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To make the professional network valuable for all members, information about each member is needed. The more a user enters, the more valuable for the overall network. When new members sign up, they tend to fill out the most basic information only, hesitating how much information shall be shared. The profile completeness bar (Figure 1) gently nudges users to reach 100% by appealing to achieve a sense of completion. Note that while it is easy to quickly increase the percentage at the beginning, reaching one hundred percent completeion requires succeedingly more effort, appealing to the fun motivator of mastering a skill.
When interviewing LinkedIn-members, most of them will tell that because of the progress bar they had filled out more information, without knowing that they "are being gamified."
LinkedIn has introduced a new form of such a display, called profile strength. Depending on how much the circle is filled - like a cup with water - levels are assigned to it, in the example in Figure 2 it's the level All-Star.
In this article we are going to look at different gamified systems that use points and levels for rewarding and counting the activities and achievements of their players. The systems - Yahoo! Answers, SAP Community Network, Stack Overflow, and Pearl.com - are publicly accessible, including the specific activities and rewards.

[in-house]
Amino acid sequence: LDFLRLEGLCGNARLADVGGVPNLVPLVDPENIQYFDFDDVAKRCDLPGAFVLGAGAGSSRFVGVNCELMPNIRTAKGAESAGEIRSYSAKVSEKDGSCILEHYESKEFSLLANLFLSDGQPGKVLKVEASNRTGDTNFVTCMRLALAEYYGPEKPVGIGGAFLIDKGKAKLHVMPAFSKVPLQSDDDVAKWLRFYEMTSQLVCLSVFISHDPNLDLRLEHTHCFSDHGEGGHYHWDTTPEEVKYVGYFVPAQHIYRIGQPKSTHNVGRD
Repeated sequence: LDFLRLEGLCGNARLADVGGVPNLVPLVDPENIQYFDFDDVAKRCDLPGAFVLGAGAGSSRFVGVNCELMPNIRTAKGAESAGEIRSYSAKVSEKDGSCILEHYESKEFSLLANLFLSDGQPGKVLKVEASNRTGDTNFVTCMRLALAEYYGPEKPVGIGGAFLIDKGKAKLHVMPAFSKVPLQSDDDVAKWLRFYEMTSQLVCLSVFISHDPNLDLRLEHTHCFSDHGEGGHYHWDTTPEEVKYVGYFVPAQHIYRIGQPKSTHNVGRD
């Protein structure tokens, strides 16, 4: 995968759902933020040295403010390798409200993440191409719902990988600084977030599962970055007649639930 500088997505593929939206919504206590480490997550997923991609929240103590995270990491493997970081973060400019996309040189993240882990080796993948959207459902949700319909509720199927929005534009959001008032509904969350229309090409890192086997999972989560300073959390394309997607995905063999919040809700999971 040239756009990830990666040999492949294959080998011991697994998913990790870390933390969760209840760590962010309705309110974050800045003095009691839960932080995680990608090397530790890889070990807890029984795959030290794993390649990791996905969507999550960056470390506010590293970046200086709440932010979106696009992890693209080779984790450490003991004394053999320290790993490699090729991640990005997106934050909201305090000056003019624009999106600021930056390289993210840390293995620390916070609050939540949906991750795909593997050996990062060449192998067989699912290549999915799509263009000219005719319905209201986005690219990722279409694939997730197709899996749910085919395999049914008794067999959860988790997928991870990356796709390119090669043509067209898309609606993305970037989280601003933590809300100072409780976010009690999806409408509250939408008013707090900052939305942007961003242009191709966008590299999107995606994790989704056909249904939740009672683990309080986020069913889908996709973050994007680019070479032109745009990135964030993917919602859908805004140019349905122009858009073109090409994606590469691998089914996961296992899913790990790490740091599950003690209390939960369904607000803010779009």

Yahoo! Answers is a community where members can ask questions and receive answers to any topic they are interested in. Members can earn points through different activities. The scoring system looks like this:
Table 1: Yahoo! Answers Point System
What is interesting in this particular point system is that points can be lost. While asking a question requires the equivalent of “paying for asking,” (rule) violations and voluntarily withdrawing an answer also result in point losses.
Companies are not failing just out of nowhere. They can be on the peak of the world, and already dead without knowing it. Ask Blackberry. In 2007 they ruled the world with their smartphones. Companies were exclusively on Blackberries, even the presidential candidate Barack Obama was shown over and over again checking and working on his Blackberry. And the came the iPhone.
Or consider Blockbuster. This video rental chain had over 9,000 stores at the peak in 2004. In 2013 they finally closed all stores, after they filing for bankruptcy in 2010. Netflix with their disrupting business model of mailing the videos and purely focusing on the internet didn’t have the huge overhead of brick and mortar stores that Blockbuster had and wanted to capitalize on. The hard assets became so important that the focus on a necessary switch to the soft assets never got traction.